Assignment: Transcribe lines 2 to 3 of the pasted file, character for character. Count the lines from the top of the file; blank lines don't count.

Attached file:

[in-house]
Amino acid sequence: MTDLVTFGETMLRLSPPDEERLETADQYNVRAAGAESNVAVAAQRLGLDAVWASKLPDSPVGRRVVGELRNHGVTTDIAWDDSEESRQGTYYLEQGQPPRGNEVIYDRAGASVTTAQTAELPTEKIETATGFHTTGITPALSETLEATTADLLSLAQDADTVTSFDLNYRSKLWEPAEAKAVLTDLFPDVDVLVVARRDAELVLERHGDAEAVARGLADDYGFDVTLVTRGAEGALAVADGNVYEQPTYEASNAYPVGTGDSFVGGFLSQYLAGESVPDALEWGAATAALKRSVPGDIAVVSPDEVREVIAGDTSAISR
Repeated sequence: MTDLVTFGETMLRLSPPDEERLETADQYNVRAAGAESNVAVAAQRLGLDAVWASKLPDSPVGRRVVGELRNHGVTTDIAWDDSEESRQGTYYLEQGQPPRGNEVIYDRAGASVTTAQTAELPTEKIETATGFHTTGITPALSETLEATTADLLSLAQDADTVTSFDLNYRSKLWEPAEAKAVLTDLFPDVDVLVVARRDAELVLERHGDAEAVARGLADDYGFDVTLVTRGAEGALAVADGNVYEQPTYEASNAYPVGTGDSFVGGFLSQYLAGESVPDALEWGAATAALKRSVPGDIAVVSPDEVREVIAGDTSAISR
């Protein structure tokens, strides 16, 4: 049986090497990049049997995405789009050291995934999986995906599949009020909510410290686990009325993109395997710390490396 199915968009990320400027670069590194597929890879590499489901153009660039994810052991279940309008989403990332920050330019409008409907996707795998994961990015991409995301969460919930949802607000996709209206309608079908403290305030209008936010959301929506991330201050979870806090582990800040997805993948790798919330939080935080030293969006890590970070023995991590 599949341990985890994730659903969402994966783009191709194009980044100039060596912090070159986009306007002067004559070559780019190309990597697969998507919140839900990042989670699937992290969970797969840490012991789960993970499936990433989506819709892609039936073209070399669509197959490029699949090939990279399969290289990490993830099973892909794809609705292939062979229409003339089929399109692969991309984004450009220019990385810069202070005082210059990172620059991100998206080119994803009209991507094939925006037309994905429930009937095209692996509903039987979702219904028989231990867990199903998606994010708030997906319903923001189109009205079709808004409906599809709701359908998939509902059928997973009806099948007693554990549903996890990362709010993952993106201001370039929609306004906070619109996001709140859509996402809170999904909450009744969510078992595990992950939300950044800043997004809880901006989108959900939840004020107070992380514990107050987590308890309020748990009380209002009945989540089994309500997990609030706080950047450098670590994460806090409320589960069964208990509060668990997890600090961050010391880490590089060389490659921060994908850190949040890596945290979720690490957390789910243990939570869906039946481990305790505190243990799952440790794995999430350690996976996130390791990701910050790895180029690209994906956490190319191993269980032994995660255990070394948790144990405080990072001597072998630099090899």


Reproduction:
Amino acid sequence: MTDLVTFGETMLRLSPPDEERLETADQYNVRAAGAESNVAVAAQRLGLDAVWASKLPDSPVGRRVVGELRNHGVTTDIAWDDSEESRQGTYYLEQGQPPRGNEVIYDRAGASVTTAQTAELPTEKIETATGFHTTGITPALSETLEATTADLLSLAQDADTVTSFDLNYRSKLWEPAEAKAVLTDLFPDVDVLVVARRDAELVLERHGDAEAVARGLADDYGFDVTLVTRGAEGALAVADGNVYEQPTYEASNAYPVGTGDSFVGGFLSQYLAGESVPDALEWGAATAALKRSVPGDIAVVSPDEVREVIAGDTSAISR
Repeated sequence: MTDLVTFGETMLRLSPPDEERLETADQYNVRAAGAESNVAVAAQRLGLDAVWASKLPDSPVGRRVVGELRNHGVTTDIAWDDSEESRQGTYYLEQGQPPRGNEVIYDRAGASVTTAQTAELPTEKIETATGFHTTGITPALSETLEATTADLLSLAQDADTVTSFDLNYRSKLWEPAEAKAVLTDLFPDVDVLVVARRDAELVLERHGDAEAVARGLADDYGFDVTLVTRGAEGALAVADGNVYEQPTYEASNAYPVGTGDSFVGGFLSQYLAGESVPDALEWGAATAALKRSVPGDIAVVSPDEVREVIAGDTSAISR